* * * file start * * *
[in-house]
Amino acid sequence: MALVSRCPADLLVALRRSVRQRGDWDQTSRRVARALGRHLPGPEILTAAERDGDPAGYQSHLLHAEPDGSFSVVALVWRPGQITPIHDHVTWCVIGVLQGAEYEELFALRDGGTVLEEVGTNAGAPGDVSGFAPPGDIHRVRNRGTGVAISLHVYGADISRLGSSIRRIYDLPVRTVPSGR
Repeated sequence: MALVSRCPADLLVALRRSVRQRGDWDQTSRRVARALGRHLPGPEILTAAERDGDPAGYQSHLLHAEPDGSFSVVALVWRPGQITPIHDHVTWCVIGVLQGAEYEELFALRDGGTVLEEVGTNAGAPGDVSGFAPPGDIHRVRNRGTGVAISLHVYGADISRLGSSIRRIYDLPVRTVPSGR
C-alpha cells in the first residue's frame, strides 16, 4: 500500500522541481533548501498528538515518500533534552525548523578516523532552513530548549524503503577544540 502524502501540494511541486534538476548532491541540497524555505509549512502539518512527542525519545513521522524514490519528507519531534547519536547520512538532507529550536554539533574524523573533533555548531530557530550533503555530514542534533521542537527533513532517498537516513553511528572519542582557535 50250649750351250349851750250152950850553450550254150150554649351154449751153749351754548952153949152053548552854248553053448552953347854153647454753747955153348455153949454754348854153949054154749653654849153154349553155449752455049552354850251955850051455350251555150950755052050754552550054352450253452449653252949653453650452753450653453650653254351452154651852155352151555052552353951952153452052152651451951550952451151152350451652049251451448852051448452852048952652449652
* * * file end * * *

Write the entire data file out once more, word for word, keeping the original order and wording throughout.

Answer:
[in-house]
Amino acid sequence: MALVSRCPADLLVALRRSVRQRGDWDQTSRRVARALGRHLPGPEILTAAERDGDPAGYQSHLLHAEPDGSFSVVALVWRPGQITPIHDHVTWCVIGVLQGAEYEELFALRDGGTVLEEVGTNAGAPGDVSGFAPPGDIHRVRNRGTGVAISLHVYGADISRLGSSIRRIYDLPVRTVPSGR
Repeated sequence: MALVSRCPADLLVALRRSVRQRGDWDQTSRRVARALGRHLPGPEILTAAERDGDPAGYQSHLLHAEPDGSFSVVALVWRPGQITPIHDHVTWCVIGVLQGAEYEELFALRDGGTVLEEVGTNAGAPGDVSGFAPPGDIHRVRNRGTGVAISLHVYGADISRLGSSIRRIYDLPVRTVPSGR
C-alpha cells in the first residue's frame, strides 16, 4: 500500500522541481533548501498528538515518500533534552525548523578516523532552513530548549524503503577544540 502524502501540494511541486534538476548532491541540497524555505509549512502539518512527542525519545513521522524514490519528507519531534547519536547520512538532507529550536554539533574524523573533533555548531530557530550533503555530514542534533521542537527533513532517498537516513553511528572519542582557535 50250649750351250349851750250152950850553450550254150150554649351154449751153749351754548952153949152053548552854248553053448552953347854153647454753747955153348455153949454754348854153949054154749653654849153154349553155449752455049552354850251955850051455350251555150950755052050754552550054352450253452449653252949653453650452753450653453650653254351452154651852155352151555052552353951952153452052152651451951550952451151152350451652049251451448852051448452852048952652449652